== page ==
Weekend Writing Warriors #8Sunday 8/30/15

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It’s the weekend, and that means it’s time for Weekend Writing Warriors, a blog hop for writers. Check out the site for more interesting snippets from all genres. Here’s a tiny excerpt from my novel, Hot Shade, a New Adult-Romantic Suspense which will be released by Boroughs Publishing Group on Sept. 30.

The kiss shocked Skylar. Slammed her senses. It was all blazing urgency, and it surprised her how soon she wanted to surrender to him. She shifted her head away from his. Her gaze drifted down and she was fascinated by the hard surface of Luca’s chest muscles against the softness of the water that surrounded them.

Trying to catch her breath, she licked her lips. Guilt over kissing a potential source stung her sensible journalist self.

“You’re not going to answer my question, are you?” she whispered.

With half-lidded eyes, he shook his head slowly and kissed her again.

Want to pre-order Hot Shade? Click here. 

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Boomerang

What happens when you have it all, then lose everything?

This is a concept I write about often for the AP.

Recently, I spoke with a Florida woman who bought her dream home during the real estate boom. Then she had to sell it in a short sale.

Tears still spring into Debbie Cooley-Guy’s eyes when she thinks about her dream home, with its wide, sweeping porch. It overlooked a bayou filled with wading birds, a glittering blue pool and the space for not only a 12-foot Christmas tree, but a grand piano as well.

She bought the home in a suburb west of Tampa for $637,000 in 2002. Seven years later, after the economy tanked, she sold it for less than she owed on her mortgage to avoid foreclosure. She recalls the black moment when she was still caring for the lawn but not living there. A falling branch knocked down an outdoor staircase railing.

“It made the house look so sad. I was so sad,” said Cooley-Guy, 60. “I drove away crying. I just didn’t think it was how the story would end with this house.”

Story here.

Florida Monkey Business

In this April 7, 2015 photo, BJ Gerald, a retired horse trainer who lives a few miles from a monkey breeding facility, talks to a reporter, in Alva, Fla. With three monkey-breeding facilities and a fourth in development, rural Hendry County has become one of the country’s biggest suppliers of research primates. Gerald said she opposes the primate companies. She doesn’t think the facilities are humane and believes they were improperly permitted by Hendry County authorities. (AP Photo/Tamara Lush)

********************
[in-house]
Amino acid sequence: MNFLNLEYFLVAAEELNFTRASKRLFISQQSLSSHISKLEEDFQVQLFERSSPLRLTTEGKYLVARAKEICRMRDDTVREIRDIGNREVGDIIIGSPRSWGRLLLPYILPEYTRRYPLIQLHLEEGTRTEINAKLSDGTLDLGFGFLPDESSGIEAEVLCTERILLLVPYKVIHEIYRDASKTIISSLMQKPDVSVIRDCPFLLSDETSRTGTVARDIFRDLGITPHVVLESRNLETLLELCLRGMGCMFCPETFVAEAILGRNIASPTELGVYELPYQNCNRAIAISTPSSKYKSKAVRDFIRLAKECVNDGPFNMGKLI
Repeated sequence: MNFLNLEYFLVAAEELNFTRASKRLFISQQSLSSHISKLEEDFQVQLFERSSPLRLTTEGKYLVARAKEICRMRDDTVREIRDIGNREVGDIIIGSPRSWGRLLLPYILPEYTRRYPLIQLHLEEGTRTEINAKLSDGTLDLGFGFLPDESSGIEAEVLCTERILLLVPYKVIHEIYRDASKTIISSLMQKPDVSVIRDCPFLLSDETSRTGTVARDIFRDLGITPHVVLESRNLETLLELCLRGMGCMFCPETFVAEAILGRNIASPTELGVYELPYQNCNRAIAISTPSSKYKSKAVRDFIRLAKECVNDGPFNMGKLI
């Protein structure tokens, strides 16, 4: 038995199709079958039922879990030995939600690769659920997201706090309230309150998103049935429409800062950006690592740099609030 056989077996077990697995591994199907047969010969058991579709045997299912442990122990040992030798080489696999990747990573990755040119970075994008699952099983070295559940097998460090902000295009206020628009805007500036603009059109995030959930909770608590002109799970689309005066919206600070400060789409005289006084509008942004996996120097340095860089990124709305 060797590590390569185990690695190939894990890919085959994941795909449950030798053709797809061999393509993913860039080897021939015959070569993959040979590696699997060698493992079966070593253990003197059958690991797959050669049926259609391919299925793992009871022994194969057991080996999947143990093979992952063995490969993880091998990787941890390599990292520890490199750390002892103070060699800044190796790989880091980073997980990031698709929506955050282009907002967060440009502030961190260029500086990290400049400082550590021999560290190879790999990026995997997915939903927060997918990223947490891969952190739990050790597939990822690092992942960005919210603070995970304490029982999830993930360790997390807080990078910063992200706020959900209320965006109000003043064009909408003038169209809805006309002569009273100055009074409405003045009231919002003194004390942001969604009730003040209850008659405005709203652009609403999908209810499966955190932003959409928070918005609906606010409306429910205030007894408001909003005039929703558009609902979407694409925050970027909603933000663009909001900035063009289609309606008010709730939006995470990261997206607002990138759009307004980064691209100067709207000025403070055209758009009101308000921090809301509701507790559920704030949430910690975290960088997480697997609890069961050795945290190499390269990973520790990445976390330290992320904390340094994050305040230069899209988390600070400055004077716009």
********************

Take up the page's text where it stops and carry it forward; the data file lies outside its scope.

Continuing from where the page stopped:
In this April 7, 2015 photo, BJ Gerald, a retired horse trainer who lives a few miles from a monkey breeding facility, talks to a reporter, in Alva, Fla. With three monkey-breeding facilities and a fourth in development, rural Hendry County has become one of the country’s biggest suppliers of research primates. Gerald said she opposes the primate companies. She doesn’t think the facilities are humane and believes they were improperly permitted by Hendry County authorities. (AP Photo/Tamara Lush)

LABELLE, Fla. (AP) — Tucked away in Florida’s Hendry County, amid the scrub brush and saw palmetto grasslands just southwest of Lake Okeechobee, are three monkey breeding farms containing thousands of primates.

Story here.

Tampa dad accused of throwing daughter off bridge

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My days aren’t always puppies, monster trucks and theme parks.

Often they start with a police press release that lists scant, yet horrifying, details. Then comes coffee, news conferences, a flurry of calls to my editor, quick reads through public records, more coffee and many interviews.

All of that results in a story like this:

Then police encountered John Jonchuck again shortly after midnight Wednesday. He was going about 100 mph toward the Sunshine Skyway bridge. By the time an officer caught up with him, Jonchuck had pulled over on the approach span to the bridge.

Jonchuck got out, and started toward the officer, who pulled his weapon. Jonchuck grabbed Phoebe from the back seat and “held her face to his chest” as he carried her to the railing, St. Petersburg police Chief Anthony Holloway said.

It wasn’t clear whether Phoebe was alive when Jonchuck threw her into Tampa Bay about 60 feet below, though the officer said he “thought he heard the child scream,” Holloway said.

Phoebe’s body was recovered about a mile from the bridge about two hours later. An autopsy and cause of death is pending.